The slogan, “Every kiss begins with Kay,” may now be taking on some unintended connotations given the multitude of allegations of sexual harassment and discrimination levied against Sterling Jewelry Co., the multi-billion-dollar conglomerate including Jared and Kay Jewelers. As Heather Ballou, a former store manager at Kay who is part of a class action arbitration case against Sterling, put it when describing the company’s culture, “They think, ‘Every kiss begins with Kay’ but they don’t know how many unwanted kisses come from that kiss.”
On February 27, 2017, The Washington Post published an article detailing the class action arbitration case, first filed in 2008 by over a dozen women, now including 69,000 women currently and formerly employed by Sterling. Approximately 250 women and men filed sworn declarations in the arbitration, alleging that female employees were routinely groped, demeaned, and urged to sexually carter to their bosses to keep their jobs from the late 1990s through the 2000s. Although most of the declarations were written years ago, they were only recently permitted to be released publicly, on February 26, 2017.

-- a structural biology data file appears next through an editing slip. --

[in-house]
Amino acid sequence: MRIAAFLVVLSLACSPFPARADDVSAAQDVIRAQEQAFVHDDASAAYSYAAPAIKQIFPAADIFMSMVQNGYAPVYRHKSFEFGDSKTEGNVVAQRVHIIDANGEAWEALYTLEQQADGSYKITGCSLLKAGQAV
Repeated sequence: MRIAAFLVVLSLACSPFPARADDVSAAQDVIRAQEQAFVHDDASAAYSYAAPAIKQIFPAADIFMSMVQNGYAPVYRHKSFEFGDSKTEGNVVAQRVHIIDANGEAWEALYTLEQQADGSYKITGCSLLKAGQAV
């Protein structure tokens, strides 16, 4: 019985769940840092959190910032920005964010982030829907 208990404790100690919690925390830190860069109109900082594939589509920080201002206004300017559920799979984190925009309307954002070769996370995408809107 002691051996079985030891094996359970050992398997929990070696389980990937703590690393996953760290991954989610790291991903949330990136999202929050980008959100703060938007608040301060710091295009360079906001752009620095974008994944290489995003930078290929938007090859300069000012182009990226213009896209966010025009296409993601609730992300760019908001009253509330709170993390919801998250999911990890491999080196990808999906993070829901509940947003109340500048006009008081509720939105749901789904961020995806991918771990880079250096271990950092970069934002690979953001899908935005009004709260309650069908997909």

While the complaints focus on pay and promotion based gender discrimination, the recent release of the declarations have put the spotlight on the allegations that Sterling allowed a widespread culture of rampant sexual harassment, including mandatory annual managers’ meetings that former employees describe as a boozy, no-spouses-allowed “sex-fest” where female employees were aggressively pursued, grabbed and harassed.